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Art Willner: Two Not-So-Usual Reasons for Getting a College Degree

There are many good reasons for getting a college education. Greater earnings potential, the opportunity for interesting and challenging work, and the possibility of significant achievements are often cited as key reasons.

Art Willner
Art Willner

However, I’ve observed two other benefits, not commonly mentioned, that are valuable and useful throughout our lives: knowing how to think, and experiencing completion.

Knowing How to Think

Many years ago when computing was a young industry and I was a new computer programmer, I noticed that I could typically tell and predict who had a degree and who didn’t. It wasn’t that the college graduates were smarter or more productive, because they weren’t; programming was relatively new and we all started without training on a level playing field.

Things changed as the need for systems analysis and project planning arose in addition to the mostly technical aspects of programming. What I saw was that the college grads were the more thoughtful and analytical ones. They knew how to think, were trained and accustomed to doing it, and did it well.

Thinking in a structured, rigorous way is vital in all professional work. In my area of systems development, it included problem solving, analysis, planning, design and, of course, programming, then moving on to testing, estimating, scheduling, contingency planning and implementing.

Thinking is critical in all these areas, and one could see the merits of a college education because those with a degree had been trained to think.

Experiencing Completion

Years later as a vice president of a startup company hiring many programmers, I struggled with the decision of whether to interview non-college-grads. I chose not to, not only because of the lack of formal thinking skills, but I was also bothered by the lack of a degree — it was something incomplete.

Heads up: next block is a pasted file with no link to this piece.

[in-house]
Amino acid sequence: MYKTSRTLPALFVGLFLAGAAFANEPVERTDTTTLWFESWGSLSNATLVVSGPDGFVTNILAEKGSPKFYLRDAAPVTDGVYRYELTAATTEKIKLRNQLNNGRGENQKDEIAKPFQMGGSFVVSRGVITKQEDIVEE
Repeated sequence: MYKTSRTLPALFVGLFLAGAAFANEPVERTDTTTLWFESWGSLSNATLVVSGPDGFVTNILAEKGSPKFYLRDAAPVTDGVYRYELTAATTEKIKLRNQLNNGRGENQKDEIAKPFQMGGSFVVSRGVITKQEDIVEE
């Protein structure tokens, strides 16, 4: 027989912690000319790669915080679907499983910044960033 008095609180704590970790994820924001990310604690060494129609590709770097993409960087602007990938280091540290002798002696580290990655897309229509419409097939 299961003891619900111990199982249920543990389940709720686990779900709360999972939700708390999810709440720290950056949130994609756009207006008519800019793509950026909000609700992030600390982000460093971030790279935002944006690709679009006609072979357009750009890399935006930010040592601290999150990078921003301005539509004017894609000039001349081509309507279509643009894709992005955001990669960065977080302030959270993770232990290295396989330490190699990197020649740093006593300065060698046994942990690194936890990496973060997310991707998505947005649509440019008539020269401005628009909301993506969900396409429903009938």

You see, my view of college was that few liked it, but those who wanted to get ahead knew that they needed to complete their degree. They had the pride and accomplishment of finishing something started. They had experienced completion.

Completion goes by many names — getting things done, being goal oriented and being productive, and they all reflect professionalism. I wanted people who had a proven track record of being able to put dislikes and distractions aside and be able to finish a project. Those who had a college degree had demonstrated their perseverance to do just that — to complete.

Knowing how to think and completing work are important to managers and valuable to a college graduate in the work world. Those values of thinking and completing remain with me today and they pay dividends not only from wages on the job, but in all areas of life.

— Art Willner of Carpinteria is a management consultant.

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